General practice needs long-term solutions

By Dr Lucia Gannon - 23rd Jan 2023 | 125 views

GPs

While the provision of emergency GP clinics might have plugged one hole in the dam, there are many others that require urgent attention

On 23 December GPs received an email from the IMO entitled: ‘Temporary support measures for current demand in general practice.’ The IMO had agreed with the HSE to support GPs to provide additional out-of-hours clinics. The agreement was negotiated in response to the significant surge in respiratory illnesses presenting to primary and secondary care. The emergency clinics were optional. Anyone who wished could continue normal practice, handing over to the out-of-hours services at six o’clock. But normal practice had changed for many of us who were already working extra hours, trying to provide same day appointments for the acutely ill, vaccinating those who had slipped through the nets of the vaccination clinics, and trying to manage chronic disease as best we could.

My initial reaction to the arrangement was that I wanted nothing to do with it. The thought of working late evenings and weekends at this stage of my career seemed like a backward step. Twenty years ago, the out-of-hours co-operatives offered freedom from the shackles of an onerous on-call rota, and I had no wish to return to a situation that was gone, but not forgotten. And yet, I could not help but agree with the rationality of this proposal. Patients needed to see doctors. GPs did not have available appointments. Hospitals were full. GPs were best placed to manage these acute illnesses. If this could not be achieved within a normal working day, it was not unreasonable to consider if, with proper resources, GPs could temporarily extend their services. I am not sure how many GPs took up this offer. Some reacted negatively, as they felt overwhelmed by the existing workload and had no wish to extend themselves further. But for me, being asked rather than ordered, helped me find the stamina to keep the doors open for that first emergency clinic on a cold and dreary Tuesday evening.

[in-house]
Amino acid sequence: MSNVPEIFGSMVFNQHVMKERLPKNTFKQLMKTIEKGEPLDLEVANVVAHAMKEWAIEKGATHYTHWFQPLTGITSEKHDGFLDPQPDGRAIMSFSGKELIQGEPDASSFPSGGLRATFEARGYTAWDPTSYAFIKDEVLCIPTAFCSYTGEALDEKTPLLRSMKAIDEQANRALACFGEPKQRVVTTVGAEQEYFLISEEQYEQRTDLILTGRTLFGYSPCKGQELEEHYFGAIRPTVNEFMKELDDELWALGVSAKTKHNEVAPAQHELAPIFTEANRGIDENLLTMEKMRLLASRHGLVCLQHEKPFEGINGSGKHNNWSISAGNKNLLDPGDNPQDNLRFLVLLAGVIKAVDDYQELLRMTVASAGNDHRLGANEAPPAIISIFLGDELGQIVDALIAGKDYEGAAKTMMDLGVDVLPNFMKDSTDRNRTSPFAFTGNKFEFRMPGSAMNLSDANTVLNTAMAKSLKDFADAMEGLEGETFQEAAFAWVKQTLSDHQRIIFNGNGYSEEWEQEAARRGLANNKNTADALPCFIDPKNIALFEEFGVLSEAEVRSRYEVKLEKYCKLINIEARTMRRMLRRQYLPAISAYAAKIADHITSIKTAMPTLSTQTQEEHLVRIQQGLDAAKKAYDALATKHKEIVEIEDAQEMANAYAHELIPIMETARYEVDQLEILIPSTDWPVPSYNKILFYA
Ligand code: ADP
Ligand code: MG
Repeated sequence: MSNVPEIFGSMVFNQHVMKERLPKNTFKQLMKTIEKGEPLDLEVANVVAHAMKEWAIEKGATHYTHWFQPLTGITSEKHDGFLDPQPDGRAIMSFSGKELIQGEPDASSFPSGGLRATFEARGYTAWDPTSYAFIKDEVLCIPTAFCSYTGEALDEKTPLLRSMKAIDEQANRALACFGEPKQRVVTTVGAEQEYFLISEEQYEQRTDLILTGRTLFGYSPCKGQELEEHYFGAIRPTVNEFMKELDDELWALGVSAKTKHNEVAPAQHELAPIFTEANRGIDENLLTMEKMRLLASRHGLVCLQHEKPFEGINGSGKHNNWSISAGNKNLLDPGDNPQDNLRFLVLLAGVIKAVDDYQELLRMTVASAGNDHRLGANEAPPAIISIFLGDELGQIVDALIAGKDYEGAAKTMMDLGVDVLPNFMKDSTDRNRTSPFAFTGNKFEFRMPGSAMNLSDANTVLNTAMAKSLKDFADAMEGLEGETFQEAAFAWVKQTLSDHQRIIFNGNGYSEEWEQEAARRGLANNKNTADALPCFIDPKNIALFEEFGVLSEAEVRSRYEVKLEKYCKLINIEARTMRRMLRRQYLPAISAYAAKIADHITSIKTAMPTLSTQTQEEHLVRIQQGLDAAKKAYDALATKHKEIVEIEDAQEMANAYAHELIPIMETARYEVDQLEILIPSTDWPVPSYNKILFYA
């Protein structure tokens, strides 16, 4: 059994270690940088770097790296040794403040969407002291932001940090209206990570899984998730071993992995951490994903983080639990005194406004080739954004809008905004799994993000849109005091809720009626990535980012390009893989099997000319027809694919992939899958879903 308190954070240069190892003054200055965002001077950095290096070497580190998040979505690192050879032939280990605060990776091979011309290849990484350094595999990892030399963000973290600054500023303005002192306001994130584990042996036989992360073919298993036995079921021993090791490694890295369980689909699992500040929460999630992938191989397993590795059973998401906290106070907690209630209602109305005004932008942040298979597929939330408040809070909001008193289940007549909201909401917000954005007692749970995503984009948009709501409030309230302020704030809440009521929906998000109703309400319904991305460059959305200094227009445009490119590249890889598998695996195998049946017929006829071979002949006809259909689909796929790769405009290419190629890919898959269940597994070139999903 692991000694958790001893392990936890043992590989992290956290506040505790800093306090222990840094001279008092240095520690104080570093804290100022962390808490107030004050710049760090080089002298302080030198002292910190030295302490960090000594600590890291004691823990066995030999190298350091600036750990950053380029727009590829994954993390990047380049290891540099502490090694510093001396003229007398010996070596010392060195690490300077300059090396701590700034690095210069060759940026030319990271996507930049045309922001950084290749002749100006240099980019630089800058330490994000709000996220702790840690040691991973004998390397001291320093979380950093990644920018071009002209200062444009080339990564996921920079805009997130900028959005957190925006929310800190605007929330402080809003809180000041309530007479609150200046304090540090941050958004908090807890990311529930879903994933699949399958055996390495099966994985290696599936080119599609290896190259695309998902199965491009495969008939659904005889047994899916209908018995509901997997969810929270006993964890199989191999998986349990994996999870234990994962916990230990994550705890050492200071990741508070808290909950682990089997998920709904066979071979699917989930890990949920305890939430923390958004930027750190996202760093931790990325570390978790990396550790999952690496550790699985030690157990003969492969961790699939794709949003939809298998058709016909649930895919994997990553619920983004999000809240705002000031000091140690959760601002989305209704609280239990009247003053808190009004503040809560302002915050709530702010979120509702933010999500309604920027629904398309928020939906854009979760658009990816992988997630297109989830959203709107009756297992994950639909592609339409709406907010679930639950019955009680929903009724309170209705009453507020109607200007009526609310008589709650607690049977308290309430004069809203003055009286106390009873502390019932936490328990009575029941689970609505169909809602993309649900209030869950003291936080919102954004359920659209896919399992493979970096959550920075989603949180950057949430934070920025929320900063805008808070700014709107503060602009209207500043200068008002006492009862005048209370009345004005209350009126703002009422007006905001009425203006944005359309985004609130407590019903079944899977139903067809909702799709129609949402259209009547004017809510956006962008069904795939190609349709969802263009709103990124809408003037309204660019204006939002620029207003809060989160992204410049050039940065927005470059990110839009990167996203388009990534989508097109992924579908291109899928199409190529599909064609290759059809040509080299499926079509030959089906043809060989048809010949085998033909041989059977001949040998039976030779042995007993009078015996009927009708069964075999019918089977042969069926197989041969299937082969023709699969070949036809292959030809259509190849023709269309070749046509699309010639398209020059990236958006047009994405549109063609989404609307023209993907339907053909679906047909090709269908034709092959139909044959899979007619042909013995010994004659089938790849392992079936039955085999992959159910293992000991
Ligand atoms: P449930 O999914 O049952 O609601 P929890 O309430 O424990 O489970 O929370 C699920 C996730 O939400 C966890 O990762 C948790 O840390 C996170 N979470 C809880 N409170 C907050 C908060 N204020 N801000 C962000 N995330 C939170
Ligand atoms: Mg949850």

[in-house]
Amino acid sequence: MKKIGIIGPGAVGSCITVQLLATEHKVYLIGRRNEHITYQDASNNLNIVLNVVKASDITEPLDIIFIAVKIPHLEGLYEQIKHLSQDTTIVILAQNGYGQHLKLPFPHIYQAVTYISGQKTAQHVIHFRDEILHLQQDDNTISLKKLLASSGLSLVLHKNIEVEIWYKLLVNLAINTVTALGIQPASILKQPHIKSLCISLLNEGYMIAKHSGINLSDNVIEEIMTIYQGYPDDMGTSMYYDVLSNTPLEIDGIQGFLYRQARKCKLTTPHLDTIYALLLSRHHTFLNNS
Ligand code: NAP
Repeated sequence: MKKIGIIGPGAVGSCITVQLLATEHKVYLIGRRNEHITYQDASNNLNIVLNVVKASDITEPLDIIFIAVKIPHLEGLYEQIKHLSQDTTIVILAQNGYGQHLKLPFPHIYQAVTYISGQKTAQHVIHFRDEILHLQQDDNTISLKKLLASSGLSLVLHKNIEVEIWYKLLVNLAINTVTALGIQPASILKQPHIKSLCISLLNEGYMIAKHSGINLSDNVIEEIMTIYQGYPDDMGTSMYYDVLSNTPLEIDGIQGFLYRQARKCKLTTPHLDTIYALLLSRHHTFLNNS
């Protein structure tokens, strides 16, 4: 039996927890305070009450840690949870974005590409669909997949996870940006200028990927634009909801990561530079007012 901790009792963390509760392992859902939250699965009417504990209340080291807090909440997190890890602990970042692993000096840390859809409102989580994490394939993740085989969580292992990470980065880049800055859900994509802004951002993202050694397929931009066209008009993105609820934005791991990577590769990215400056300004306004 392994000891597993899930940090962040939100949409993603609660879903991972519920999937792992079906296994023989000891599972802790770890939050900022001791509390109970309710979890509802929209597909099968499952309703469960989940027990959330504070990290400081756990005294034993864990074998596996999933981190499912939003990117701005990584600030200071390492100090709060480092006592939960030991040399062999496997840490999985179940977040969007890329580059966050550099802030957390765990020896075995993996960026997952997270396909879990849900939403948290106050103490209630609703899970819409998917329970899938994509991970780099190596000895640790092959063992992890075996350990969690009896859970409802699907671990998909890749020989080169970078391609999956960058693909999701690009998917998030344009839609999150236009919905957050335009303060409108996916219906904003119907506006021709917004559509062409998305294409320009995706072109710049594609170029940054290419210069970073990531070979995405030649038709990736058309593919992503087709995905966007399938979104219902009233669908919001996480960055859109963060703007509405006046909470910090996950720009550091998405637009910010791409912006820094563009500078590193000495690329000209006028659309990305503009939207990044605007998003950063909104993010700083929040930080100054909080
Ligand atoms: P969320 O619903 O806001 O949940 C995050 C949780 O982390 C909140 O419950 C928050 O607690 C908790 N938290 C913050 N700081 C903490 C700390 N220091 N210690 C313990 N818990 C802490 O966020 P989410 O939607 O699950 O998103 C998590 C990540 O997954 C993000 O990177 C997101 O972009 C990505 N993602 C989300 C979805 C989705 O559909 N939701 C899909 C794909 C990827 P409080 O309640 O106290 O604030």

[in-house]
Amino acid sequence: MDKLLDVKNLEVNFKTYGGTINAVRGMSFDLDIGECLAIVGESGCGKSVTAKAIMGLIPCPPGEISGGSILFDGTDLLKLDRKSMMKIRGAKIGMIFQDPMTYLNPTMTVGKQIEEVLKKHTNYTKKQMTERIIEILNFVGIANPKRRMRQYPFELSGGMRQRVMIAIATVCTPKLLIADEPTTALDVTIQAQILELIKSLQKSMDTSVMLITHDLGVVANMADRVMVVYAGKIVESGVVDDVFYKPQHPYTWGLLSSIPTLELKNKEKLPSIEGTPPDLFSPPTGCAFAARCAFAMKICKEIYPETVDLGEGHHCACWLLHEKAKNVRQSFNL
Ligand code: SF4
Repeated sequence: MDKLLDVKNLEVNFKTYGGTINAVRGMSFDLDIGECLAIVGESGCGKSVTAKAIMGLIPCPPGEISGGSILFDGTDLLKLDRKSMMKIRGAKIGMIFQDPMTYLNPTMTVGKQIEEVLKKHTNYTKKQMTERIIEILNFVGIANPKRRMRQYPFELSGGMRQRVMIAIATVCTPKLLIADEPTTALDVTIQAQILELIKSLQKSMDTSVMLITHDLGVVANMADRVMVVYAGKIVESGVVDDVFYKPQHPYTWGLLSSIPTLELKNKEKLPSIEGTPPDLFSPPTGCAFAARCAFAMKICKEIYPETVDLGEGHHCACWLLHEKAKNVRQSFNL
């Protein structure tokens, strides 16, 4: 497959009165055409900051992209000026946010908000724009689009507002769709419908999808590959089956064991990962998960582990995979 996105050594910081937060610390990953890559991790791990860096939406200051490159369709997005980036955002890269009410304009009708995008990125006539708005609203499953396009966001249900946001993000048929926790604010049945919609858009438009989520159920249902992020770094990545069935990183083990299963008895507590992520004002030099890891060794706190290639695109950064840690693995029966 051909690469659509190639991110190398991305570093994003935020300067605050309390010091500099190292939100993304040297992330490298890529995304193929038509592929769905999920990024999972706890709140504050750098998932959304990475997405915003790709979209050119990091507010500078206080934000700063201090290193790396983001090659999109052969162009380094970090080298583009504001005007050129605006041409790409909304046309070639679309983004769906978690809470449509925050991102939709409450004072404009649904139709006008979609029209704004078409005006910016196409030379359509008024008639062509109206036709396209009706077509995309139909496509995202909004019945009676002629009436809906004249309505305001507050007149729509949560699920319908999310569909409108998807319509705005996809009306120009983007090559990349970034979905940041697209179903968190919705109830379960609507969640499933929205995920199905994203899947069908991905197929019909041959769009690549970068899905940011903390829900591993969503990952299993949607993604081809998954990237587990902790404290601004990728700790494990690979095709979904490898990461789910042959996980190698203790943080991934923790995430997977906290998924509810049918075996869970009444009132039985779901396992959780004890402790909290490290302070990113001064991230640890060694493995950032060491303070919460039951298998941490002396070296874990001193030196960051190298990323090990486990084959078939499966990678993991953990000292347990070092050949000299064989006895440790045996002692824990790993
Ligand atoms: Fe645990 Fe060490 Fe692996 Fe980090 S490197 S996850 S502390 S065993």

For the next two hours I assessed and treated patients who were acutely unwell. No one was referred to hospital and no one presented to the out-of-hours services. In this practice, two additional clinics a week has resulted in more available routine daytime appointments, which allows for a less frenzied, more controlled work environment. So far, so good. A simple solution to a straightforward problem of supply and demand. And so, we can all live happily ever after.

Not quite.

General practice is in the midst of its own workforce and workload crisis. A 2020 study, published in the British Journal of General Practice, reported that Irish GPs already work on average almost 10 hours per day in practice. GPs who provide eight clinical sessions a week generally work over 40 hours, excluding additional GP out-of-hours and continuing professional development. Meanwhile, the population is increasing, people are living longer and require more complex medical care. Some 24 per cent of the current workforce are aged over 60 and planning to retire in the next 10 years. The forthcoming lowering of the income limit for medical cards will create a greater demand for GP consultations. Some 14 per cent of GPs are single-handed, most working full-time, with no capacity to provide additional services. According to a 2022 ICGP membership and enrollee database, younger GPs opt to work less than full-time in clinical practice as many have other roles such as teaching or research. To rephrase a line from the novelist J P Hartley, “the future is a different country, they do things differently there.” 

While the provision of emergency clinics has plugged one hole in the dam, there are many others that require urgent attention. A survey from seven countries across Europe carried out in 2014 reported that over 35 per cent of Irish GP graduates were dissatisfied with the amount of time spent at work compared to 16 per cent of their European counterparts. Satisfaction was related to the number of hours worked per day with dissatisfaction increasing with the number of hours worked. Face-to-face clinical practice is only one aspect of a GP’s workload. It has been estimated that every two hours of face-to-face consulting generates an additional hour of clinical work. Organising referrals, checking blood results, checking discharge letters, updating medical histories, and medical reports must all be done “in our own time”, before the first patient appears and the last one leaves. In addition, there is practice administration, staff meetings, human resource issues, submitting claims, and the myriad other tasks involved in managing a business.

While our practice is in the fortunate position of being able to provide additional services on a temporary basis, I can empathise with those who are not, and with the many patients who do not have access to a GP. General practice has limits. My wish for 2023 is that we can all work together towards long-term solutions that benefit all doctors and patients.

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